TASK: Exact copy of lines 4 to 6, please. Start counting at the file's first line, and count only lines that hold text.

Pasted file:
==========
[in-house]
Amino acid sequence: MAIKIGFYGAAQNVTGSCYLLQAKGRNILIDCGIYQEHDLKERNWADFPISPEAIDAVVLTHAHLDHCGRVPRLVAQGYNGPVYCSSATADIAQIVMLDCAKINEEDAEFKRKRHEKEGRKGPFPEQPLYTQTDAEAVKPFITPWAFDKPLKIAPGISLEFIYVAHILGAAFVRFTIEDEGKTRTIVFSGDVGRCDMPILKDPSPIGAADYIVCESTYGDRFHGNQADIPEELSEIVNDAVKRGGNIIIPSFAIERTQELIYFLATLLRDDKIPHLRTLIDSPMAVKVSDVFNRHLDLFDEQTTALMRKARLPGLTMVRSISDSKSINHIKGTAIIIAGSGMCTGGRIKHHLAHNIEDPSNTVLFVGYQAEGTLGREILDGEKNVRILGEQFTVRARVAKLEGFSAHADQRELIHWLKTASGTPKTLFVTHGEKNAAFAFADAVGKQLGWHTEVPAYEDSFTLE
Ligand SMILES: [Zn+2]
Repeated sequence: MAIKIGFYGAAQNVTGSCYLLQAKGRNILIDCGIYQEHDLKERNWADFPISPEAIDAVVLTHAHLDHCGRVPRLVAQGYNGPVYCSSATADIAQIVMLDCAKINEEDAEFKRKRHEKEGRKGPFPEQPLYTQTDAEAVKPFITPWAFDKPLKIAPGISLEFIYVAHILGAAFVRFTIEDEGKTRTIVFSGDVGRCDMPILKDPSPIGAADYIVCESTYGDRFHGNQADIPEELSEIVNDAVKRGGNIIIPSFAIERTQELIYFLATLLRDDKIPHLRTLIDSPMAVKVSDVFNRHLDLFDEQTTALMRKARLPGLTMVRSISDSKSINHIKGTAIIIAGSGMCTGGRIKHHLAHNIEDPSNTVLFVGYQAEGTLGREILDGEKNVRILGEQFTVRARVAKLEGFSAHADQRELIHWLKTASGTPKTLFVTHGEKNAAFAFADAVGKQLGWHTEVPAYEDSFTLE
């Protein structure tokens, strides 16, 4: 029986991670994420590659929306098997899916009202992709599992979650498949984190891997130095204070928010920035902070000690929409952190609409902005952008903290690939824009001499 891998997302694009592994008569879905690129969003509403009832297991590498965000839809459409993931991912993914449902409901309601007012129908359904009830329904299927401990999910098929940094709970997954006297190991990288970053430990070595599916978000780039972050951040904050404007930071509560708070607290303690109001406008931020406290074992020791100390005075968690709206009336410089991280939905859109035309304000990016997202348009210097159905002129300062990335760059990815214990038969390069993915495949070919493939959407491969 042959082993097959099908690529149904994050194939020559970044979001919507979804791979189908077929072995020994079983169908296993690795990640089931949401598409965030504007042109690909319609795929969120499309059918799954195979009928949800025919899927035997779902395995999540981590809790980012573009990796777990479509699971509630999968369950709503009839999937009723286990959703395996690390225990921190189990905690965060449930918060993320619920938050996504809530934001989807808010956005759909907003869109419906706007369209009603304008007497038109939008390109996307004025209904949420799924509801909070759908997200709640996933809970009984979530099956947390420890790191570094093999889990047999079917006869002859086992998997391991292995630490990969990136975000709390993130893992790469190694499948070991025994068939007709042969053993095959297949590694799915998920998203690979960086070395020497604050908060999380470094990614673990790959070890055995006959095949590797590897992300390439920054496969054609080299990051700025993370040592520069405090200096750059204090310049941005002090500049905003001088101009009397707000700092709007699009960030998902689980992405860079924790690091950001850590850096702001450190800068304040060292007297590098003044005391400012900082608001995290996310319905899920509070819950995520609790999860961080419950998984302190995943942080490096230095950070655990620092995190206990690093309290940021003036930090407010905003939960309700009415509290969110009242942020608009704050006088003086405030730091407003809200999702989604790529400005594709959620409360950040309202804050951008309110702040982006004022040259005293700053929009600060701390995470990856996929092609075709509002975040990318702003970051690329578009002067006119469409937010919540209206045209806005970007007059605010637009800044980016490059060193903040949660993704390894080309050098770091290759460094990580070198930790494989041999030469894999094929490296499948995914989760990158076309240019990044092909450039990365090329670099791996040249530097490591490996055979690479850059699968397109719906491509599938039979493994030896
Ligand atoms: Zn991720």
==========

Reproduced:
Repeated sequence: MAIKIGFYGAAQNVTGSCYLLQAKGRNILIDCGIYQEHDLKERNWADFPISPEAIDAVVLTHAHLDHCGRVPRLVAQGYNGPVYCSSATADIAQIVMLDCAKINEEDAEFKRKRHEKEGRKGPFPEQPLYTQTDAEAVKPFITPWAFDKPLKIAPGISLEFIYVAHILGAAFVRFTIEDEGKTRTIVFSGDVGRCDMPILKDPSPIGAADYIVCESTYGDRFHGNQADIPEELSEIVNDAVKRGGNIIIPSFAIERTQELIYFLATLLRDDKIPHLRTLIDSPMAVKVSDVFNRHLDLFDEQTTALMRKARLPGLTMVRSISDSKSINHIKGTAIIIAGSGMCTGGRIKHHLAHNIEDPSNTVLFVGYQAEGTLGREILDGEKNVRILGEQFTVRARVAKLEGFSAHADQRELIHWLKTASGTPKTLFVTHGEKNAAFAFADAVGKQLGWHTEVPAYEDSFTLE
């Protein structure tokens, strides 16, 4: 029986991670994420590659929306098997899916009202992709599992979650498949984190891997130095204070928010920035902070000690929409952190609409902005952008903290690939824009001499 891998997302694009592994008569879905690129969003509403009832297991590498965000839809459409993931991912993914449902409901309601007012129908359904009830329904299927401990999910098929940094709970997954006297190991990288970053430990070595599916978000780039972050951040904050404007930071509560708070607290303690109001406008931020406290074992020791100390005075968690709206009336410089991280939905859109035309304000990016997202348009210097159905002129300062990335760059990815214990038969390069993915495949070919493939959407491969 042959082993097959099908690529149904994050194939020559970044979001919507979804791979189908077929072995020994079983169908296993690795990640089931949401598409965030504007042109690909319609795929969120499309059918799954195979009928949800025919899927035997779902395995999540981590809790980012573009990796777990479509699971509630999968369950709503009839999937009723286990959703395996690390225990921190189990905690965060449930918060993320619920938050996504809530934001989807808010956005759909907003869109419906706007369209009603304008007497038109939008390109996307004025209904949420799924509801909070759908997200709640996933809970009984979530099956947390420890790191570094093999889990047999079917006869002859086992998997391991292995630490990969990136975000709390993130893992790469190694499948070991025994068939007709042969053993095959297949590694799915998920998203690979960086070395020497604050908060999380470094990614673990790959070890055995006959095949590797590897992300390439920054496969054609080299990051700025993370040592520069405090200096750059204090310049941005002090500049905003001088101009009397707000700092709007699009960030998902689980992405860079924790690091950001850590850096702001450190800068304040060292007297590098003044005391400012900082608001995290996310319905899920509070819950995520609790999860961080419950998984302190995943942080490096230095950070655990620092995190206990690093309290940021003036930090407010905003939960309700009415509290969110009242942020608009704050006088003086405030730091407003809200999702989604790529400005594709959620409360950040309202804050951008309110702040982006004022040259005293700053929009600060701390995470990856996929092609075709509002975040990318702003970051690329578009002067006119469409937010919540209206045209806005970007007059605010637009800044980016490059060193903040949660993704390894080309050098770091290759460094990580070198930790494989041999030469894999094929490296499948995914989760990158076309240019990044092909450039990365090329670099791996040249530097490591490996055979690479850059699968397109719906491509599938039979493994030896
Ligand atoms: Zn991720």